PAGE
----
What you need to know about the beautiful Full Flower Moon on Tuesday

A full Moon photographed setting near Salt Lake City, Utah on Jan. 19, 2011.
A full Moon photographed setting near Salt Lake City, Utah on Jan. 19, 2011.(NASA/Bill Dunford)

The annual full moon for May, known as the Full Flower Moon, will hit full phase Tuesday morning and offer some solid sky viewing for the next couple of nights. 

While it wasn't visible when it hit full phase at about 10:20 a.m. Tuesday, May 29, the best time for viewing the Full Flower Moon will be when it rises again after 8 p.m. NASA reports that May's annual full moon gets its name from Native American tribes due to flowers being "abundant this time of year." 

"We use Full Moon names that were used during Native American and Colonial times to help track the seasons. Depending on the tribe, May's Full Moon was called the Full Flower Moon as well as Mother's Moon, Milk Moon, and Corn Planting Moon," The Old Farmer's Almanac explains.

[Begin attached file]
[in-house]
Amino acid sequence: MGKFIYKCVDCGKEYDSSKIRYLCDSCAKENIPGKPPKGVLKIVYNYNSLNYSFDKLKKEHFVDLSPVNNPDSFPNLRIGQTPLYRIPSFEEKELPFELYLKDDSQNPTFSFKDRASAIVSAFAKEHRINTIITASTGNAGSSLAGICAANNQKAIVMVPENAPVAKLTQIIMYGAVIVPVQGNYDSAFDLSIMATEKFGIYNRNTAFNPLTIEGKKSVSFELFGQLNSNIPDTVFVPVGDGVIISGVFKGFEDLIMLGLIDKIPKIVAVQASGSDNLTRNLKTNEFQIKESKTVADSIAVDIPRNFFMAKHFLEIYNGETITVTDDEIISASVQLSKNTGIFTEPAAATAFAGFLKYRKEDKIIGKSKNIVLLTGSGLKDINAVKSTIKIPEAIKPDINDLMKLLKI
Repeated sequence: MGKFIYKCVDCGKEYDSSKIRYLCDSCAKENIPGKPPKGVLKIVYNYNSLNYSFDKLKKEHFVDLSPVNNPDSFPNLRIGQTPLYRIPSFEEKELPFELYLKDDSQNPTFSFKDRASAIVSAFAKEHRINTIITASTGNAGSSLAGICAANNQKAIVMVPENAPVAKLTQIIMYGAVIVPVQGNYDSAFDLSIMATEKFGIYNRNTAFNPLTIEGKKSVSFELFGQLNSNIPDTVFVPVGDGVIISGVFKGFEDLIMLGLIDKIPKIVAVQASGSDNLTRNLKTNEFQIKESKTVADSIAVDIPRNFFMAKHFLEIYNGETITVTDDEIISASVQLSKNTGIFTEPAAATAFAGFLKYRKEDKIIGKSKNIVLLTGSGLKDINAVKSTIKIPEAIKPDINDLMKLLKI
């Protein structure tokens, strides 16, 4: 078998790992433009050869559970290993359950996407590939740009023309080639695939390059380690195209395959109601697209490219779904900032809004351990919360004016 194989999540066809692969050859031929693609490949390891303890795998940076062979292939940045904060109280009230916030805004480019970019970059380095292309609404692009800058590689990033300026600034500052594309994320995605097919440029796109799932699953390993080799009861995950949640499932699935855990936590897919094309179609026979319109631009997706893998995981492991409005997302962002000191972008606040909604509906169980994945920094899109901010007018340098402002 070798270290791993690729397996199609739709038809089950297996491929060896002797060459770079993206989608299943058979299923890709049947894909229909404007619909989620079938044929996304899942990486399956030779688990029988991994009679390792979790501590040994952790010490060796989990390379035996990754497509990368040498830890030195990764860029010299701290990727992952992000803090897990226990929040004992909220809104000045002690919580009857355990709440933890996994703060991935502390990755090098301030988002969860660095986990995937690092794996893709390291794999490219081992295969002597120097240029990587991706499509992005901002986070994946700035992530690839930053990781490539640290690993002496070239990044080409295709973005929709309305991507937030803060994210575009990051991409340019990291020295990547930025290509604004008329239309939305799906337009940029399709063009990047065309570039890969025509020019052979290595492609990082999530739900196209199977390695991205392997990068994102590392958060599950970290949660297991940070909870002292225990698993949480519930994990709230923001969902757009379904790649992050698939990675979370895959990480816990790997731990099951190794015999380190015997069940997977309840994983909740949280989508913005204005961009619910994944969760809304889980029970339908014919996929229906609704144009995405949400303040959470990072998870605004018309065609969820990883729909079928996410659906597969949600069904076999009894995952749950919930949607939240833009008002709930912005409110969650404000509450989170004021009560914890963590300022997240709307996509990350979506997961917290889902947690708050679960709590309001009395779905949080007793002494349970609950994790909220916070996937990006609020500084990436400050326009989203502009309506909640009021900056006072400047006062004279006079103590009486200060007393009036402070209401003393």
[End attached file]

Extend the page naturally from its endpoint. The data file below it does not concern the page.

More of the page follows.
"The May Moon marked a time of increasing fertility, with temperatures warm enough for safely bearing young, a near end to late frosts, and plants in bloom."

The U.S. space agency reports the Sun will hit its maximum altitude of 72.8 degrees at 1:06 p.m. Tuesday, and that sunset is at 8:25 p.m. Evening twilight will end at 9:36 p.m. Tuesday, and the Flower Moon should be visible throughout the night. For a sky report for any potential viewing, click here. 

The Flower Moon marks the fifth full moon of the year, and is the third and final full moon of spring. Previous full moons from 2018 occurred on Jan. 1, Jan. 31, March 1, March 31, April 29 and May 29. 

The next full moon is the Strawberry Moon, and is set to hit full phase in the early morning hours of June 28. June's full moon is named for the fact that it's the best time of the year for ripening strawberries, but much like the Flower Moon, it also has a couple of names in the Rose and Hot Moon. 

For those looking to the sky for some moon views, NASA points out that Jupiter and its four bright moons should be visible using a small telescope throughout the evening. The giant gas planet should be found higher up in the western evening sky. 

See below for a rundown of the other full moon names, courtesy of National Geographic: 

  • January -- Wolf
  • February -- Snow
  • March -- Worm
  • April -- Pink
  • May -- Flower 
  • June -- Strawberry 
  • July -- Buck 
  • August -- Sturgeon 
  • September -- Harvest 
  • October -- Hunter's 
  • November -- Beaver 
  • December -- Cold